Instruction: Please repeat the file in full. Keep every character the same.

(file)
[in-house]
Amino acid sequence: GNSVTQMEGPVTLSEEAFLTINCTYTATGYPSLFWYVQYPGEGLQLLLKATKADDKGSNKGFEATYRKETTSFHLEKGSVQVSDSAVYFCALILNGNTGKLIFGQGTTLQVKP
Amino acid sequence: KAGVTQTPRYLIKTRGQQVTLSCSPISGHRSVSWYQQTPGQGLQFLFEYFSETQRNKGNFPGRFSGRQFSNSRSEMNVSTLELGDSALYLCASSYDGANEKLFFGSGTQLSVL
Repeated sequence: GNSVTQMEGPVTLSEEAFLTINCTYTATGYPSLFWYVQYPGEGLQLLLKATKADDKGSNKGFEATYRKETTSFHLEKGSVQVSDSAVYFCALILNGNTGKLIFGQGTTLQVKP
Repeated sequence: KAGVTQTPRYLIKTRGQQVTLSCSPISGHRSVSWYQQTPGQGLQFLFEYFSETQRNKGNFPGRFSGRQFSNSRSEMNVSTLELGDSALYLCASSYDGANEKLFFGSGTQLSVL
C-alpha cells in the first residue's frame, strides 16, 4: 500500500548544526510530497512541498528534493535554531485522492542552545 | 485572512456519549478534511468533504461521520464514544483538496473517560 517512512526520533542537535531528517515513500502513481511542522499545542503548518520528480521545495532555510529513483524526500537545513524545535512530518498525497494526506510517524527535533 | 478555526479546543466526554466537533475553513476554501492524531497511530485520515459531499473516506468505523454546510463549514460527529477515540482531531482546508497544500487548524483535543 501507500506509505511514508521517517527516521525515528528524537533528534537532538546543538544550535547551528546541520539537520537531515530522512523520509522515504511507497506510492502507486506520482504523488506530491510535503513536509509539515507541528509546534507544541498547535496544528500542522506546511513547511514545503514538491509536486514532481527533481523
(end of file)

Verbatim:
[in-house]
Amino acid sequence: GNSVTQMEGPVTLSEEAFLTINCTYTATGYPSLFWYVQYPGEGLQLLLKATKADDKGSNKGFEATYRKETTSFHLEKGSVQVSDSAVYFCALILNGNTGKLIFGQGTTLQVKP
Amino acid sequence: KAGVTQTPRYLIKTRGQQVTLSCSPISGHRSVSWYQQTPGQGLQFLFEYFSETQRNKGNFPGRFSGRQFSNSRSEMNVSTLELGDSALYLCASSYDGANEKLFFGSGTQLSVL
Repeated sequence: GNSVTQMEGPVTLSEEAFLTINCTYTATGYPSLFWYVQYPGEGLQLLLKATKADDKGSNKGFEATYRKETTSFHLEKGSVQVSDSAVYFCALILNGNTGKLIFGQGTTLQVKP
Repeated sequence: KAGVTQTPRYLIKTRGQQVTLSCSPISGHRSVSWYQQTPGQGLQFLFEYFSETQRNKGNFPGRFSGRQFSNSRSEMNVSTLELGDSALYLCASSYDGANEKLFFGSGTQLSVL
C-alpha cells in the first residue's frame, strides 16, 4: 500500500548544526510530497512541498528534493535554531485522492542552545 | 485572512456519549478534511468533504461521520464514544483538496473517560 517512512526520533542537535531528517515513500502513481511542522499545542503548518520528480521545495532555510529513483524526500537545513524545535512530518498525497494526506510517524527535533 | 478555526479546543466526554466537533475553513476554501492524531497511530485520515459531499473516506468505523454546510463549514460527529477515540482531531482546508497544500487548524483535543 501507500506509505511514508521517517527516521525515528528524537533528534537532538546543538544550535547551528546541520539537520537531515530522512523520509522515504511507497506510492502507486506520482504523488506530491510535503513536509509539515507541528509546534507544541498547535496544528500542522506546511513547511514545503514538491509536486514532481527533481523